The Philadelphia Water Department’s Green City Clean Waters program is simply good business.
There are multiple reasons that this statement rings true, starting with the positive impact that increased green infrastructure will have on waterways. It’s good business for the city because decreased sewer overflow means less maintenance required and it is good for local businessmen because the water department’s parcel-based billing reduces stormwater rates for implementation of green infrastructure on large impervious properties. The result is that Philadelphia has been nationally praised for its environmental enthusiasm.
But Howard Neukrug, the commissioner of the Philadelphia Water Department, said the current rate structure came way before the creation of the Green City Clean Waters program.
“It’s funny because the parcel-based billing system was not at all premised on the Green City Clean Waters program,” said Neukrug. “ It’s something that came out of an agreement for equitable distribution of storm water charges that came out in the early ’90s.”
However, the rate structure could not be implemented until 2008. Only then was the computer system advanced enough to handle the program. As Neukrug explained it, the new focus on stormwater management allowed PWD to give credits to non-residents for helping keep stormwater from flowing freely into the sewer system.
This individualized parcel-based billing system was found to be not feasible for the residents. “If we were to differentiate between those properties, the cost of the program to implement, review and manage that type of accounting system would greatly override the cost of the program,” said Neukrug.
Despite the perceived benefits for big businesses to cut stormwater expenses, the catch for big Philadelphian businesses like SEPTA was that there were now a new set of rules to play by.
For SEPTA this meant creating its own sustainability program. With its funding situation rapidly deteriorating, SEPTA saw a unique opportunity to save money through the water department’s creation of a price point on stormwater runoff. Although this parcel-based rate still leaves SEPTA footing a $75,000 increase on its water bill, it has left the transportation giant plenty of room to improve the stormwater containing capabilities of its biggest impervious problem within bus depots.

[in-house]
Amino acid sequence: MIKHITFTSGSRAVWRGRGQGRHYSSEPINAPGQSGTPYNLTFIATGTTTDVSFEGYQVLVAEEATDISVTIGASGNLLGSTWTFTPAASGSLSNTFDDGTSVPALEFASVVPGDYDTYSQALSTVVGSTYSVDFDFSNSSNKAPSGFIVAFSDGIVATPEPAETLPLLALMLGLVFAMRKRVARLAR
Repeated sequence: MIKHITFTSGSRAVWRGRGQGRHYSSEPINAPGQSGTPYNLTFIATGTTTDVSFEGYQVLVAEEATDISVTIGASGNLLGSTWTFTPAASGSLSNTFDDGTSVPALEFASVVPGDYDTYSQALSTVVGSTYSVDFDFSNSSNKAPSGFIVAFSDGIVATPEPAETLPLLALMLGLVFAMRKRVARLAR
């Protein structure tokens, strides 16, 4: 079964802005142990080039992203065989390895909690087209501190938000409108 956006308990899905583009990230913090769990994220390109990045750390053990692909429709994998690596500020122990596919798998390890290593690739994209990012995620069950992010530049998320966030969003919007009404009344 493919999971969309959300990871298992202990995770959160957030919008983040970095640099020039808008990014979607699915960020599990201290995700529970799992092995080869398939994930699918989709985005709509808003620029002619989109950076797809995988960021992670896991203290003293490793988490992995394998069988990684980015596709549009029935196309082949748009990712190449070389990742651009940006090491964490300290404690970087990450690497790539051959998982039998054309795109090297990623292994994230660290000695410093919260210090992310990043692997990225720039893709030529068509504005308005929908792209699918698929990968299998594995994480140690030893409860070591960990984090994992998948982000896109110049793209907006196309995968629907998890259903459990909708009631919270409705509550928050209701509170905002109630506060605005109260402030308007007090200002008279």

“We very much see this as a business initiative with environmental benefits, rather than a environmental initiative we use for planning and marketing purposes,” explained Erik Johanson, SEPTA strategy and sustainability planner.
Meanwhile, the Green City Clean Waters initiative continues to be good business for the city of Philadelphia. The U.S. Environmental Protection Agency, who entered into a partnership with Philadelphia back in April, recently announced a $3 million dedication to the continued research and development of the city’s green infrastructure.
“We’re helping to advance the state of knowledge of how to apply these green techniques in ways that are most effective,” said Jon Capacasa, director of the Water Protection Division for the EPA’s mid-Atlantic region.
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